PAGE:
Geoscientists have discovered huge rock formations off Greenland's southwestern coast, which they believe are remains of Earth's crust created
when the sea floor split some 3.8 billion years ago.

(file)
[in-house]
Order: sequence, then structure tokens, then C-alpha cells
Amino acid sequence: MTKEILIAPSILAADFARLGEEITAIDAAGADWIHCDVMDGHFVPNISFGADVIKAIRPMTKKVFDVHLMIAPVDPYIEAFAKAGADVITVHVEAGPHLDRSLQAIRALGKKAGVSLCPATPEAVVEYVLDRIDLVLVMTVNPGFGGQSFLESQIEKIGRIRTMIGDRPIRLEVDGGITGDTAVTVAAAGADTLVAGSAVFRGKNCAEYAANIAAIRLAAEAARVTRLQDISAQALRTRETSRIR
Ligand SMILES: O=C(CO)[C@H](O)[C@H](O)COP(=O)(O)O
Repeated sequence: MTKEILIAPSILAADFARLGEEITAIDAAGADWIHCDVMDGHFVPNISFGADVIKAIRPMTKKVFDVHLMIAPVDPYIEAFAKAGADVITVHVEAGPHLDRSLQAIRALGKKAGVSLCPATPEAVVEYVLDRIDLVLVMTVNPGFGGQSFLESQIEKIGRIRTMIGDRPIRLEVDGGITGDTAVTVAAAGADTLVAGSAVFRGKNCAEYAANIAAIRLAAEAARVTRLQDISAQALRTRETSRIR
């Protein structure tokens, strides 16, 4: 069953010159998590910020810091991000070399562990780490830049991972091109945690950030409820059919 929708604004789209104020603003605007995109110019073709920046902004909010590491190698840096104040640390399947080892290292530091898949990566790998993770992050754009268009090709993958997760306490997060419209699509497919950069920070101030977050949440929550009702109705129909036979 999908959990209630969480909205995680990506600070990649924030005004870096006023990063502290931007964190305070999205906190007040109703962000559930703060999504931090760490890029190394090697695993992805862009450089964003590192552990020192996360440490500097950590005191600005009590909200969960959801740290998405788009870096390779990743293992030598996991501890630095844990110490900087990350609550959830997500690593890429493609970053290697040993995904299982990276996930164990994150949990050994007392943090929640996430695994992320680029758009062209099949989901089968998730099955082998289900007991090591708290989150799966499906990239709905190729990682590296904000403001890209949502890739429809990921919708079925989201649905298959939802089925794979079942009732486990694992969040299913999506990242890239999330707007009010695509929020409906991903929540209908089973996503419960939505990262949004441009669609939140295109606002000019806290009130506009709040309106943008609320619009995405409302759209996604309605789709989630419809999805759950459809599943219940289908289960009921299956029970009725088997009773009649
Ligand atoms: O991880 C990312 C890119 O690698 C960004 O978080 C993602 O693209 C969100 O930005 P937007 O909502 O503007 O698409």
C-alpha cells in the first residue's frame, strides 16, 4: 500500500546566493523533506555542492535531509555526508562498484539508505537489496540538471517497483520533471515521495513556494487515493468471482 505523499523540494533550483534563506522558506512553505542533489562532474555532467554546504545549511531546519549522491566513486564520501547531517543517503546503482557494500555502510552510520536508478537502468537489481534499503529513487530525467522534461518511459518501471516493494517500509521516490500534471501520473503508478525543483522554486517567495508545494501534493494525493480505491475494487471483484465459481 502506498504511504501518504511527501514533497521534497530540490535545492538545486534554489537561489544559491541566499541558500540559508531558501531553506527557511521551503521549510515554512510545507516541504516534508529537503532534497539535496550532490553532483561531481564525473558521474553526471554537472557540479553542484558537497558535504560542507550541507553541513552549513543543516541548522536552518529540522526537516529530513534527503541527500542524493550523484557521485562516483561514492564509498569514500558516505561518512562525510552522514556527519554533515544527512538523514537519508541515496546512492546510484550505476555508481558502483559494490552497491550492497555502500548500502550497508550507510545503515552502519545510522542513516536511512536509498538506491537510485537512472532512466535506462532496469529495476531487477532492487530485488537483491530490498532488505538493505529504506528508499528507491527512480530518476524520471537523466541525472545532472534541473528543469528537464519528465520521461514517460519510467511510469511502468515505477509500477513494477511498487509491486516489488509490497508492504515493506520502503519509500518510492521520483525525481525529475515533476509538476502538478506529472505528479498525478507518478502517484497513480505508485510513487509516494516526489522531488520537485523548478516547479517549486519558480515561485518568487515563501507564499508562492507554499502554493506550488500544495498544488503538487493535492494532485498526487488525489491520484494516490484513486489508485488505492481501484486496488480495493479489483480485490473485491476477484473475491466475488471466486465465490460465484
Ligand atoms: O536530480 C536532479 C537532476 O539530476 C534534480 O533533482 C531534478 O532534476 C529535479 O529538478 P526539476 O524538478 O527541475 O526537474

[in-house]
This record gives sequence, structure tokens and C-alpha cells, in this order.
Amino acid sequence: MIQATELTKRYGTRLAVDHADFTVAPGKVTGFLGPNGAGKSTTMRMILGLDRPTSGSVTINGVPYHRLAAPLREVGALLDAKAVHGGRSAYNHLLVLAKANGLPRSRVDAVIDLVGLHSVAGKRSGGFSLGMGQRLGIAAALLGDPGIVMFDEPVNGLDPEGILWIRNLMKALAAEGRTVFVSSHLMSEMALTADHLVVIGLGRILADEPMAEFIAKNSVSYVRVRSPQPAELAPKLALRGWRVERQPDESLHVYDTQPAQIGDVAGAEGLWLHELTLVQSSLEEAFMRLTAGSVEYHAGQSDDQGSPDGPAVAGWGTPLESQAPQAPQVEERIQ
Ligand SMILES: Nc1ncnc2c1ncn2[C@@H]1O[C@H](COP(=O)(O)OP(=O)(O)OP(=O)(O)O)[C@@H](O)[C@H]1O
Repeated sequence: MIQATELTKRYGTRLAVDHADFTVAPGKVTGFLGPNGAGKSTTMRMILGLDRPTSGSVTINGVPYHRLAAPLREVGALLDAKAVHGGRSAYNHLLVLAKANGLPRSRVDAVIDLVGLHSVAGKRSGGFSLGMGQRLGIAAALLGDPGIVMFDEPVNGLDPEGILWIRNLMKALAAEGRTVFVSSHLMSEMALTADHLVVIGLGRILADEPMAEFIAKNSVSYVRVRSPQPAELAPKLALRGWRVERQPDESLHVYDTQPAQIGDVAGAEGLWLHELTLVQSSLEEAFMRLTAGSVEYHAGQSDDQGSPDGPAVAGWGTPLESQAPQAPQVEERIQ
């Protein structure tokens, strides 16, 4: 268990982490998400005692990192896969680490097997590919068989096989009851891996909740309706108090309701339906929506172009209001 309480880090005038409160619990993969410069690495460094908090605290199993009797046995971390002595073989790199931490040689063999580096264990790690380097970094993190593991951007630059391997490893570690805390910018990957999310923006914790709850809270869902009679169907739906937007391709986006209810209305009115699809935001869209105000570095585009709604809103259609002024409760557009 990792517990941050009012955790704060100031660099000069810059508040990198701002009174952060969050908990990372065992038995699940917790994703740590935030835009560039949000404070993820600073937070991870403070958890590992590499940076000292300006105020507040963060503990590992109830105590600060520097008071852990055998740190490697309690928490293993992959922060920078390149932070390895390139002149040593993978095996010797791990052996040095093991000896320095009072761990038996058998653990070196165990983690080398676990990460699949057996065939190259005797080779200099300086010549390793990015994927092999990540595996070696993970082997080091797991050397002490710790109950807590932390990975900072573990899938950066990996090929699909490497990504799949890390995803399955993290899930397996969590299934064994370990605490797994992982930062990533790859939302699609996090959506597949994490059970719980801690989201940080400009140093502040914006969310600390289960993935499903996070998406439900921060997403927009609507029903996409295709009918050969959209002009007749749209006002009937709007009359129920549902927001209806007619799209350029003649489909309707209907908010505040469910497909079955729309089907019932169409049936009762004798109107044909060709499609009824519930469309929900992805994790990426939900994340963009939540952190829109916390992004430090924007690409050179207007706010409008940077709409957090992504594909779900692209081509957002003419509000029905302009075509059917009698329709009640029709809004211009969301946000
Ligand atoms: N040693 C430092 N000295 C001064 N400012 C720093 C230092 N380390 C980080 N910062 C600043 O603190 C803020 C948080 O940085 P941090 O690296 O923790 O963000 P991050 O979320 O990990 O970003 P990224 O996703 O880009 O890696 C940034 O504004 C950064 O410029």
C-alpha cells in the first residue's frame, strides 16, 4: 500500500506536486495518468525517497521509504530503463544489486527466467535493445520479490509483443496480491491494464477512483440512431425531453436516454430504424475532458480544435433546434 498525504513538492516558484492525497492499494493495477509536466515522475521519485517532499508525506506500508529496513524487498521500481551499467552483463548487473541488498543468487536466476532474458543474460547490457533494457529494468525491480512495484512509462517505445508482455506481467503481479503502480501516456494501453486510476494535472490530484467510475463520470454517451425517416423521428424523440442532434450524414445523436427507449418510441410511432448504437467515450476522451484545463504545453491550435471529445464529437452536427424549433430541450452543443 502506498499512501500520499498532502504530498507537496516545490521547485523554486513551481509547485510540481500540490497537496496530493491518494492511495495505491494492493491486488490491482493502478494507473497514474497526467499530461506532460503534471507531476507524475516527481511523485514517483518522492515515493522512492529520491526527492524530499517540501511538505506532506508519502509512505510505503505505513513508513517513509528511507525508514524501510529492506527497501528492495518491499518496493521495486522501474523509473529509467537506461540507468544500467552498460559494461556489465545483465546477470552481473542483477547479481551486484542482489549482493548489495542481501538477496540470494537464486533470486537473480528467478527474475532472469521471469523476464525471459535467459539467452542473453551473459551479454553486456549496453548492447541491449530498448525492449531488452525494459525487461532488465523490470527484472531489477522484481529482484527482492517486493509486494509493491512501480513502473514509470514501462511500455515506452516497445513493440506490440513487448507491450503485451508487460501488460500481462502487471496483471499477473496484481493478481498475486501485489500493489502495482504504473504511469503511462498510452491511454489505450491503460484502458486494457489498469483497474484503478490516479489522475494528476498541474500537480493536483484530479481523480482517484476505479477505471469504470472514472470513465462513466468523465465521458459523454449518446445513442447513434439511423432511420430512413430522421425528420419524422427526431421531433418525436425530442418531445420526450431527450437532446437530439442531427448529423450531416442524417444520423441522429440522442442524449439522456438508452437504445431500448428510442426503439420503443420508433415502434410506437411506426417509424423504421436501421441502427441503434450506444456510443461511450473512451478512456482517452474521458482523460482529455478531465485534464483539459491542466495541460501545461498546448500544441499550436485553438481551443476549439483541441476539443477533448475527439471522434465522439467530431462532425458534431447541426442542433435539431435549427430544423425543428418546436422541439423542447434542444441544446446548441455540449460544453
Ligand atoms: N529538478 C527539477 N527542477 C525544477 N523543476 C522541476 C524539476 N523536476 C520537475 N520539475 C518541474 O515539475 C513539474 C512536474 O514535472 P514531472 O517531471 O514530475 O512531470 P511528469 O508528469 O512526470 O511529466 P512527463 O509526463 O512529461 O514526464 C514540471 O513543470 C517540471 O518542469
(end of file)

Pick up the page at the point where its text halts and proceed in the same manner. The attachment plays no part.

Though geo-chemical analysis has set the date of plate tectonics to 2.5 billion years ago, this is the first study to find physical evidence of tectonics in Earth's oldest known rock structures in Greenland's Isua Belt. Geologists led by Harald Fumes of the University of Bergen, Norway, studied the rocks. The discovery is believed to have pushed back the date of plate tectonics much closer to the Earth's formation.
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